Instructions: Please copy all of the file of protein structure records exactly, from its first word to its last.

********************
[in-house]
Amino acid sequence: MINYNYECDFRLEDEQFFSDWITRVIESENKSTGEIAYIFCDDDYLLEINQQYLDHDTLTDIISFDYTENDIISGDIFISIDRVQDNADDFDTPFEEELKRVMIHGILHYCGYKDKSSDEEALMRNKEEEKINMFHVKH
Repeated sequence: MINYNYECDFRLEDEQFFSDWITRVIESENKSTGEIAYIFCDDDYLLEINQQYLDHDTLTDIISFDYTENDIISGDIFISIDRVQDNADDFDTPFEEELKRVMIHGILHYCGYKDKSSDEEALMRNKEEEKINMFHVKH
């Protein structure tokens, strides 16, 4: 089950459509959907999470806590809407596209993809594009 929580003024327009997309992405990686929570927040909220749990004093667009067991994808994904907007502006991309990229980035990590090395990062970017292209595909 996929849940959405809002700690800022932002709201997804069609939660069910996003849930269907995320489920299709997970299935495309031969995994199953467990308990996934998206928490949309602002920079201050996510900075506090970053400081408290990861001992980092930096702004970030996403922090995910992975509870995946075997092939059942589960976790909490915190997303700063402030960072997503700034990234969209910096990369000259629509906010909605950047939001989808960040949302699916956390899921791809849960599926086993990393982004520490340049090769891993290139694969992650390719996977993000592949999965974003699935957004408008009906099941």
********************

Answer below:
[in-house]
Amino acid sequence: MINYNYECDFRLEDEQFFSDWITRVIESENKSTGEIAYIFCDDDYLLEINQQYLDHDTLTDIISFDYTENDIISGDIFISIDRVQDNADDFDTPFEEELKRVMIHGILHYCGYKDKSSDEEALMRNKEEEKINMFHVKH
Repeated sequence: MINYNYECDFRLEDEQFFSDWITRVIESENKSTGEIAYIFCDDDYLLEINQQYLDHDTLTDIISFDYTENDIISGDIFISIDRVQDNADDFDTPFEEELKRVMIHGILHYCGYKDKSSDEEALMRNKEEEKINMFHVKH
């Protein structure tokens, strides 16, 4: 089950459509959907999470806590809407596209993809594009 929580003024327009997309992405990686929570927040909220749990004093667009067991994808994904907007502006991309990229980035990590090395990062970017292209595909 996929849940959405809002700690800022932002709201997804069609939660069910996003849930269907995320489920299709997970299935495309031969995994199953467990308990996934998206928490949309602002920079201050996510900075506090970053400081408290990861001992980092930096702004970030996403922090995910992975509870995946075997092939059942589960976790909490915190997303700063402030960072997503700034990234969209910096990369000259629509906010909605950047939001989808960040949302699916956390899921791809849960599926086993990393982004520490340049090769891993290139694969992650390719996977993000592949999965974003699935957004408008009906099941």